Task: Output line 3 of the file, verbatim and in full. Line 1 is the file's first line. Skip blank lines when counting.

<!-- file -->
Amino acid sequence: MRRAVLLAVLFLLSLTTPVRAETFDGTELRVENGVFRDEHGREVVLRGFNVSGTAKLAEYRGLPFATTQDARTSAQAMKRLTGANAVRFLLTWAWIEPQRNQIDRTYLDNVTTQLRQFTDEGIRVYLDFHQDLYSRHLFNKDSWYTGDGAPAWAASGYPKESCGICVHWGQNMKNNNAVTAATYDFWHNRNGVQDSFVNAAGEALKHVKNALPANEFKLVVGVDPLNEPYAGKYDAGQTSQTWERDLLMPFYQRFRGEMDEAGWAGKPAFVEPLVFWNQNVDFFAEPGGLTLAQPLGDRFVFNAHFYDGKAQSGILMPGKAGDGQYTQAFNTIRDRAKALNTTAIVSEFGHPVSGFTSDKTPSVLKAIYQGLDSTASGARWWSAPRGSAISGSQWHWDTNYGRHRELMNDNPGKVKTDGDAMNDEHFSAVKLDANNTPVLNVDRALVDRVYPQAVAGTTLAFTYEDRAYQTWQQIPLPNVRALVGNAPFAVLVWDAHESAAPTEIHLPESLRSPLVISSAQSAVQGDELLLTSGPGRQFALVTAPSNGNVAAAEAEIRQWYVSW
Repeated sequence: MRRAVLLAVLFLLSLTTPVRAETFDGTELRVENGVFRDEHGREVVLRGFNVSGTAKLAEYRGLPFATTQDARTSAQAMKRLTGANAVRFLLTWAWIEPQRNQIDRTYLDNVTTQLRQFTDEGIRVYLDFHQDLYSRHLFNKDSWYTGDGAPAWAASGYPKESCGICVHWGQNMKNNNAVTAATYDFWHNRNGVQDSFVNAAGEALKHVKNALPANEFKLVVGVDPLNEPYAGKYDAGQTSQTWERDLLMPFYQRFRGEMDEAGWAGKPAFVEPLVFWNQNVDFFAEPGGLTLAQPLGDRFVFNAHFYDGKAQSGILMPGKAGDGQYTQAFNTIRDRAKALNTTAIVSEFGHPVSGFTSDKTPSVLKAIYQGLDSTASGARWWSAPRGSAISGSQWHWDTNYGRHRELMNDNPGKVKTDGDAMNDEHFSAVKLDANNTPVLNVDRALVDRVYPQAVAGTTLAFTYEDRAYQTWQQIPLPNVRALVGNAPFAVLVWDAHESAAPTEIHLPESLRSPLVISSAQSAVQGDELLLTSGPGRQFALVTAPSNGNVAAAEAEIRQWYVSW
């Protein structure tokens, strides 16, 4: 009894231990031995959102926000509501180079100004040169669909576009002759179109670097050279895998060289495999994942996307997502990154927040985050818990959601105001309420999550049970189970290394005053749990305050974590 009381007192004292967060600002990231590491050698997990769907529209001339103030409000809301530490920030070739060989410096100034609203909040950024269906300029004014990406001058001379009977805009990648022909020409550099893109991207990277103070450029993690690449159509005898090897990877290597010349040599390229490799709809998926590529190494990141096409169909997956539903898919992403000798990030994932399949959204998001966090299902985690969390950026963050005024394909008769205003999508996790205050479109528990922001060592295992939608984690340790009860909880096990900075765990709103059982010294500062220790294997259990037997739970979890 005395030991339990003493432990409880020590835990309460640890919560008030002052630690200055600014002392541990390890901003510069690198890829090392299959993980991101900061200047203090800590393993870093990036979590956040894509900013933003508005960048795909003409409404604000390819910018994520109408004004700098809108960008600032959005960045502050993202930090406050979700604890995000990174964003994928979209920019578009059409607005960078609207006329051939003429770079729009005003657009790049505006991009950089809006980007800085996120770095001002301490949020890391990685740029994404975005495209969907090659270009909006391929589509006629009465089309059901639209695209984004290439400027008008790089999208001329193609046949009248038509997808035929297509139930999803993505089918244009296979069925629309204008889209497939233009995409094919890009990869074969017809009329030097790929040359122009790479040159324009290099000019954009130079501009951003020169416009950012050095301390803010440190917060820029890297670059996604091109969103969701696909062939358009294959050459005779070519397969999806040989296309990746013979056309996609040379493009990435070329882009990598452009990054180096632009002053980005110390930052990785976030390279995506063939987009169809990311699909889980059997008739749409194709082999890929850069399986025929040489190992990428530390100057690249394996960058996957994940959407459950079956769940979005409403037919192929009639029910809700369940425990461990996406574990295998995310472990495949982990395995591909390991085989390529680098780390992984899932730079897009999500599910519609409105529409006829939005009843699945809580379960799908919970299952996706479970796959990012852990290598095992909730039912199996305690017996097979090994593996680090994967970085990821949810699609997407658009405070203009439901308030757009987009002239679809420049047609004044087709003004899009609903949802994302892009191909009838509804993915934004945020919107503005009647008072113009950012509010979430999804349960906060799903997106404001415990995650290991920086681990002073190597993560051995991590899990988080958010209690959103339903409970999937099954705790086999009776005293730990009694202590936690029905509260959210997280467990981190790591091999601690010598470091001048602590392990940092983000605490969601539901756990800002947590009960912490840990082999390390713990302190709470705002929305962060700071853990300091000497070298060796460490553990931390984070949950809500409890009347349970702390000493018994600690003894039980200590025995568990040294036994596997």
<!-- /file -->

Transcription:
């Protein structure tokens, strides 16, 4: 009894231990031995959102926000509501180079100004040169669909576009002759179109670097050279895998060289495999994942996307997502990154927040985050818990959601105001309420999550049970189970290394005053749990305050974590 009381007192004292967060600002990231590491050698997990769907529209001339103030409000809301530490920030070739060989410096100034609203909040950024269906300029004014990406001058001379009977805009990648022909020409550099893109991207990277103070450029993690690449159509005898090897990877290597010349040599390229490799709809998926590529190494990141096409169909997956539903898919992403000798990030994932399949959204998001966090299902985690969390950026963050005024394909008769205003999508996790205050479109528990922001060592295992939608984690340790009860909880096990900075765990709103059982010294500062220790294997259990037997739970979890 005395030991339990003493432990409880020590835990309460640890919560008030002052630690200055600014002392541990390890901003510069690198890829090392299959993980991101900061200047203090800590393993870093990036979590956040894509900013933003508005960048795909003409409404604000390819910018994520109408004004700098809108960008600032959005960045502050993202930090406050979700604890995000990174964003994928979209920019578009059409607005960078609207006329051939003429770079729009005003657009790049505006991009950089809006980007800085996120770095001002301490949020890391990685740029994404975005495209969907090659270009909006391929589509006629009465089309059901639209695209984004290439400027008008790089999208001329193609046949009248038509997808035929297509139930999803993505089918244009296979069925629309204008889209497939233009995409094919890009990869074969017809009329030097790929040359122009790479040159324009290099000019954009130079501009951003020169416009950012050095301390803010440190917060820029890297670059996604091109969103969701696909062939358009294959050459005779070519397969999806040989296309990746013979056309996609040379493009990435070329882009990598452009990054180096632009002053980005110390930052990785976030390279995506063939987009169809990311699909889980059997008739749409194709082999890929850069399986025929040489190992990428530390100057690249394996960058996957994940959407459950079956769940979005409403037919192929009639029910809700369940425990461990996406574990295998995310472990495949982990395995591909390991085989390529680098780390992984899932730079897009999500599910519609409105529409006829939005009843699945809580379960799908919970299952996706479970796959990012852990290598095992909730039912199996305690017996097979090994593996680090994967970085990821949810699609997407658009405070203009439901308030757009987009002239679809420049047609004044087709003004899009609903949802994302892009191909009838509804993915934004945020919107503005009647008072113009950012509010979430999804349960906060799903997106404001415990995650290991920086681990002073190597993560051995991590899990988080958010209690959103339903409970999937099954705790086999009776005293730990009694202590936690029905509260959210997280467990981190790591091999601690010598470091001048602590392990940092983000605490969601539901756990800002947590009960912490840990082999390390713990302190709470705002929305962060700071853990300091000497070298060796460490553990931390984070949950809500409890009347349970702390000493018994600690003894039980200590025995568990040294036994596997």